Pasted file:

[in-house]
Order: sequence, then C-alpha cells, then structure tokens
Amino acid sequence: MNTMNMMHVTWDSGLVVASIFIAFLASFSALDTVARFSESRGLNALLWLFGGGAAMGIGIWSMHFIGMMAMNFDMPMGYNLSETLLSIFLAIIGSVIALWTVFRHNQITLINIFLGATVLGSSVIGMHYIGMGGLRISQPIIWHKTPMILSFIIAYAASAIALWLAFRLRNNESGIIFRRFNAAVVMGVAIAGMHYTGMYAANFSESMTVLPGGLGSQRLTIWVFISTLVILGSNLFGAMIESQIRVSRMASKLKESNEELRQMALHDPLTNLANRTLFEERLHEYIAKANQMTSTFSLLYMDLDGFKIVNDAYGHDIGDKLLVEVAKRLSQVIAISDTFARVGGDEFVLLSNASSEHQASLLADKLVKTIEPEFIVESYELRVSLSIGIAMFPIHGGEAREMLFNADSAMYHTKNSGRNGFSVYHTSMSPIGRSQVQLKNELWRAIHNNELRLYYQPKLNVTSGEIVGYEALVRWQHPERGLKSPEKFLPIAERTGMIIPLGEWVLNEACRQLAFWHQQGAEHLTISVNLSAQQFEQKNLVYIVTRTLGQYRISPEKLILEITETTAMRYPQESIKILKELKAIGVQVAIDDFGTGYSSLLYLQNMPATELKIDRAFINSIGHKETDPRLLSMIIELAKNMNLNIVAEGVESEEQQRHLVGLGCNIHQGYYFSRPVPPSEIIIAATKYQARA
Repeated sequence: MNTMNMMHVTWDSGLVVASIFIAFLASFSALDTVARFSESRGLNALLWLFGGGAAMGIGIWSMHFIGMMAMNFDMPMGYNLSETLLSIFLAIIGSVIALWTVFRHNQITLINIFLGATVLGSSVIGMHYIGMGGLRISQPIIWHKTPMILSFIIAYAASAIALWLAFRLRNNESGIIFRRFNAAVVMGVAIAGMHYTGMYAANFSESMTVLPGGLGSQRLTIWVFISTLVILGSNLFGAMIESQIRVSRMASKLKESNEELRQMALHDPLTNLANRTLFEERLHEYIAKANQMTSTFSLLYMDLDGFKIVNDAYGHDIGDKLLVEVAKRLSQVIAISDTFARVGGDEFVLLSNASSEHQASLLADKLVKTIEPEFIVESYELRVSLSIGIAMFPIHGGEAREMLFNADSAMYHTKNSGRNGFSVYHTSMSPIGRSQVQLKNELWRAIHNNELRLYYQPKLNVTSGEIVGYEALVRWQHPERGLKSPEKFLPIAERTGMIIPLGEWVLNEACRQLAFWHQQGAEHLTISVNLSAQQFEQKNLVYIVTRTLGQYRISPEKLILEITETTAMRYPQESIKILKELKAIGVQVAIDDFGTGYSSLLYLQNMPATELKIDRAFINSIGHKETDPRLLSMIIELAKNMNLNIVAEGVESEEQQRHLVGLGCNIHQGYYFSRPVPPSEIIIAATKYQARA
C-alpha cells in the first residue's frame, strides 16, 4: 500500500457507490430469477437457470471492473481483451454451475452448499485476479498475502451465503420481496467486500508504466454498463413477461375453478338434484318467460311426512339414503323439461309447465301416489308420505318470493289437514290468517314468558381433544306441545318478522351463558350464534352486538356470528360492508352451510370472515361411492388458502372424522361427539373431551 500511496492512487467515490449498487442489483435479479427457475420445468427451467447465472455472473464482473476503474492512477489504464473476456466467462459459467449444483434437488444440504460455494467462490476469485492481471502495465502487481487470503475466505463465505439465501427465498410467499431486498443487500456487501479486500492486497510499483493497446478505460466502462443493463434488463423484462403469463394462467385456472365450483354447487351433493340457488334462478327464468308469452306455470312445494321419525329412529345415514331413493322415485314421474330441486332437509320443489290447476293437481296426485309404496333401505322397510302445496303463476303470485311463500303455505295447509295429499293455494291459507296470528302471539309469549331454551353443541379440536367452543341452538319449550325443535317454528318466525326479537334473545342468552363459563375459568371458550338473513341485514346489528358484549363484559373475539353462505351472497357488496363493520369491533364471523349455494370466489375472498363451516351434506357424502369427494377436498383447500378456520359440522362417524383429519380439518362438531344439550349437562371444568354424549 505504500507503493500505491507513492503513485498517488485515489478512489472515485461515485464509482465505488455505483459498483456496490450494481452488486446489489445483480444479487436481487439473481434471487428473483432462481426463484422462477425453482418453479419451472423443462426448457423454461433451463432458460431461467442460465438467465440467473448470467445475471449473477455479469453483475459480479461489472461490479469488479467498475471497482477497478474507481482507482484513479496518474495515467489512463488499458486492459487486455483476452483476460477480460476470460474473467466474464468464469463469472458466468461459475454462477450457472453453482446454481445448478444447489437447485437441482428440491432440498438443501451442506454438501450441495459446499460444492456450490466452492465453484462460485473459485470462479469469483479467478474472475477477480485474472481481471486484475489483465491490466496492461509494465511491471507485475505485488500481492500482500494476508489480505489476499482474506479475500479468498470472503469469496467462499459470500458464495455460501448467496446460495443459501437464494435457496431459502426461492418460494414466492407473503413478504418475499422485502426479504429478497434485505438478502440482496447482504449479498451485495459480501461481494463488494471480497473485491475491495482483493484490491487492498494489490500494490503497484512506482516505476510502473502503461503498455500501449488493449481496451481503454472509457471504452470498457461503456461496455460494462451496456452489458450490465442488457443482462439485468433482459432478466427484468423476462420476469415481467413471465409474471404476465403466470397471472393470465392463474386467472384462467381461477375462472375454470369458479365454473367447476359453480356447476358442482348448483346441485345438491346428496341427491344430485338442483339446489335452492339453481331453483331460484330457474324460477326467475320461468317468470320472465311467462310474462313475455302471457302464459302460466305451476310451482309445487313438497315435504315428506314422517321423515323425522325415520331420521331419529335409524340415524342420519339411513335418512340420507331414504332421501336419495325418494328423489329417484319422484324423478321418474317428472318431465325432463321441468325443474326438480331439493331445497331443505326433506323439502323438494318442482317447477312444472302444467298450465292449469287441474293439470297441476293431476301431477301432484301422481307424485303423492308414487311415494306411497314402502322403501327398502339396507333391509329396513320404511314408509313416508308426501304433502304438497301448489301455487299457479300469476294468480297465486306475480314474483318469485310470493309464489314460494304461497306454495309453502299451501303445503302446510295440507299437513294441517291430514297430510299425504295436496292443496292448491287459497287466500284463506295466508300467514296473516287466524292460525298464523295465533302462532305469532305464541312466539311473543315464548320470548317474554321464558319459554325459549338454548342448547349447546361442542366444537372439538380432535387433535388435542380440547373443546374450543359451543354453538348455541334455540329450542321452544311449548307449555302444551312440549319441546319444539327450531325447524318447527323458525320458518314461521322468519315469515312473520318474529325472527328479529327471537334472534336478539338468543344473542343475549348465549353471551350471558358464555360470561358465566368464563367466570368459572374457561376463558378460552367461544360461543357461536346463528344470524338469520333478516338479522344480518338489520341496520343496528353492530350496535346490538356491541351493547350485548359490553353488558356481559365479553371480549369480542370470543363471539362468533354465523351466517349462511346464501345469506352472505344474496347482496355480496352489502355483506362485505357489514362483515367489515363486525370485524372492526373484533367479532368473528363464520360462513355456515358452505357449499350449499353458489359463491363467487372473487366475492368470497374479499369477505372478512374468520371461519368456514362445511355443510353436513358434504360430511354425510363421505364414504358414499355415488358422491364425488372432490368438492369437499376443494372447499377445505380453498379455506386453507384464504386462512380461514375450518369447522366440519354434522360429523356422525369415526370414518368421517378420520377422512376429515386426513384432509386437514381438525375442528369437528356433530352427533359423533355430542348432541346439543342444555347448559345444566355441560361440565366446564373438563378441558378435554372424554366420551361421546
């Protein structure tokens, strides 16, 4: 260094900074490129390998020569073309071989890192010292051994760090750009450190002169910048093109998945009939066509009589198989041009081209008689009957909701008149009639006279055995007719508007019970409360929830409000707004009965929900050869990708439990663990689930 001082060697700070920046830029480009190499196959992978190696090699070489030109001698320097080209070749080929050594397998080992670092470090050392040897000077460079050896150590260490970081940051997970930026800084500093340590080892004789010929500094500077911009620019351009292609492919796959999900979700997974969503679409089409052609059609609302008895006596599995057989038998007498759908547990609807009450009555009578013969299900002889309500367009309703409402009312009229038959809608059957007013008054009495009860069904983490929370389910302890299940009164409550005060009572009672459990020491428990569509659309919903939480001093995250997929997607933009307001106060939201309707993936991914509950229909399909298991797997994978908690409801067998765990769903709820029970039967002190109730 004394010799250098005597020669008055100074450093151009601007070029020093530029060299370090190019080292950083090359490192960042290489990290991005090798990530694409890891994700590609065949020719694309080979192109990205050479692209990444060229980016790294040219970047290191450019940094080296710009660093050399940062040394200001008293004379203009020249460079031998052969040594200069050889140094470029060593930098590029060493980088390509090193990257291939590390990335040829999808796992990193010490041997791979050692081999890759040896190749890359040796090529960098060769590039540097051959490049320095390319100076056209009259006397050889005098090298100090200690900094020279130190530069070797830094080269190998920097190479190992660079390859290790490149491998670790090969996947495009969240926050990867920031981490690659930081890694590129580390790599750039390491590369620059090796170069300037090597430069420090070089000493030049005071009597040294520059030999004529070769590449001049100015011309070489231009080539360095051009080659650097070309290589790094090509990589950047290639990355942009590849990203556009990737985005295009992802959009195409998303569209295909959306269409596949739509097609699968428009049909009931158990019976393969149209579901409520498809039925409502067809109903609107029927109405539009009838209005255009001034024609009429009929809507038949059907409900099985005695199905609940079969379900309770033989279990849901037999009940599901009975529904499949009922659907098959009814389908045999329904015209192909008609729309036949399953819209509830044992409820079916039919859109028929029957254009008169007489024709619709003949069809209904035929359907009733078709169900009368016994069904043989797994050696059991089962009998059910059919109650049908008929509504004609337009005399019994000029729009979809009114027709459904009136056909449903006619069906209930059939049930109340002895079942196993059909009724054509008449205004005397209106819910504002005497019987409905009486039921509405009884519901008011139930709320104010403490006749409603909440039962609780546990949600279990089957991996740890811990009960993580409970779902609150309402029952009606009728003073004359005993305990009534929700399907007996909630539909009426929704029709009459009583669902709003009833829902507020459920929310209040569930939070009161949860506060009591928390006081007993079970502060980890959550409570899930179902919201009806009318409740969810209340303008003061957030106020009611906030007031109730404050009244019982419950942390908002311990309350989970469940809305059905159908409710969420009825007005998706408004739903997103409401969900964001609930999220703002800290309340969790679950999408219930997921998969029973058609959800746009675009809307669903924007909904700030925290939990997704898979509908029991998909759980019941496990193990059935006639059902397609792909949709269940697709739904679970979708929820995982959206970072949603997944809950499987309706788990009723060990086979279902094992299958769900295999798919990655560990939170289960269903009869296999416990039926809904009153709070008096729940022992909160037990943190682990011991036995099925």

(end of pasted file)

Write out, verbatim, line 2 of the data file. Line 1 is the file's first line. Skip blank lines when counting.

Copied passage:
Order: sequence, then C-alpha cells, then structure tokens